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9 Fun Facts About Air Conditioning

Fun Facts About Air Conditioning

For many Australians, air conditioners are a modern luxury we can’t imagine living without. But did you know that the humble air conditioner is actually a quiet hero, responsible for revolutionising many aspects of the way we work, live and play today — including paving the way for innovations in modern medicine and transforming the way we build our homes? It’s even the reason we can catch the latest summer blockbuster!

Believe or not, the history of air conditioning can actually be pretty interesting. Here are nine surprisingly cool air conditioner history facts that will change the way you view your AC. 

Air conditioning fact #1: The first AC was invented in the first century BC

Our air conditioning history timeline starts way back in 180 AD, when a Chinese engineer in Han Dynasty China, named Ding Huan, invented the very first proto-air conditioner. According to the Xi Jing Za Ji (Miscellaneous Records of the Western Capital), this man’s creation — a mind-bogglingly large air-conditioning fan consisting of seven 3-metre wide fans, all connected so they would move together with the turning of a wheel — could cool a hall of Chinese courtiers so impressively that ‘people would even begin to shiver’. 

Air conditioning fact #2: ACs were originally invented to dry ink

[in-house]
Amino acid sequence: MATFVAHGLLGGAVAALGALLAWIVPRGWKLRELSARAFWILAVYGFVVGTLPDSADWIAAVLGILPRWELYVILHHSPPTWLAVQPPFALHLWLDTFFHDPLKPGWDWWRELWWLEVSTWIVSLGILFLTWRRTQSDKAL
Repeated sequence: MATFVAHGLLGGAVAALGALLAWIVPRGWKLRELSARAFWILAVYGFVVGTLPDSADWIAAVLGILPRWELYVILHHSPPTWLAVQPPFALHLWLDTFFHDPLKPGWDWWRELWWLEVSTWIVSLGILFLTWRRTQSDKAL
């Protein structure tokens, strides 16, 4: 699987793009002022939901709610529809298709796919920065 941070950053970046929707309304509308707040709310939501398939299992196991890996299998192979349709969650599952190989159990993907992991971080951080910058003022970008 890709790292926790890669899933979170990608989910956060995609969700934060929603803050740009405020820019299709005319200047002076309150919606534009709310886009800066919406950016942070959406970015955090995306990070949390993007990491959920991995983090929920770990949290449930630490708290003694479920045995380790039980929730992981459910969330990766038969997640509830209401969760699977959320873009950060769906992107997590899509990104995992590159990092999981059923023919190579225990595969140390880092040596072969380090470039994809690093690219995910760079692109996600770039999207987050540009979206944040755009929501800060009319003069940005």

Did you know the very first modern air conditioner was invented by a gentleman named Willis Carrier to appease a humidity wave assaulting a New York publishing house? Imagine the turmoil inside the Sackett-Wilhelms Lithographing and Publishing Company in 1902: heat and humidity are wreaking havoc on the printing process. The ink is running, smudging the paper. The paper expands and contracts in the muggy air. 

Carrier’s gigantic machine — which he charmingly called an ‘Apparatus for Treating Air’ — solved these problems by using chilled coils to achieve a consistent level of humidity indoors. These bulky air conditioners were quickly adopted in large buildings that could afford the space needed to run it, like hotels, textile mills and hospitals.  

Although Carrier’s bulky invention was not completely safe (it used the toxic chemical ammonia as a coolant), it laid the groundwork for the much safer, compact and effective air conditioners we in use today. 

Air conditioning fact #3: The first home ACs were gigantic

The first air conditioner designed for homes was staggeringly huge: more than 2 metres high, almost 2 metres wide and — wait for it — 6 metres long. 

Early air conditioners could be purchased for the not-insignificant price of $10,000-$50,000 USD. In today’s terms, that’s roughly equivalent to $120,000-$600,000 USD! 

Air conditioning fact #4: ACs have dramatically improved human life expectancy

The invention of air conditioning has had a profound impact on human life expectancy. How? Put simply: a lot of the medications we use today simply couldn’t have been invented without a scientific laboratory equipped with temperature-sensitive tools and equipment and the ability to control air temperature. 

With the help of air conditioning, doctors have pioneered world-changing advances in medicine, everything from medicines to inhibit bacteria, decrease infant mortality and defeat malaria to cancer treatments and cures for the common cold, as well as developments in surgery. It’s crazy to think that certain illnesses could have never been cured without air conditioning!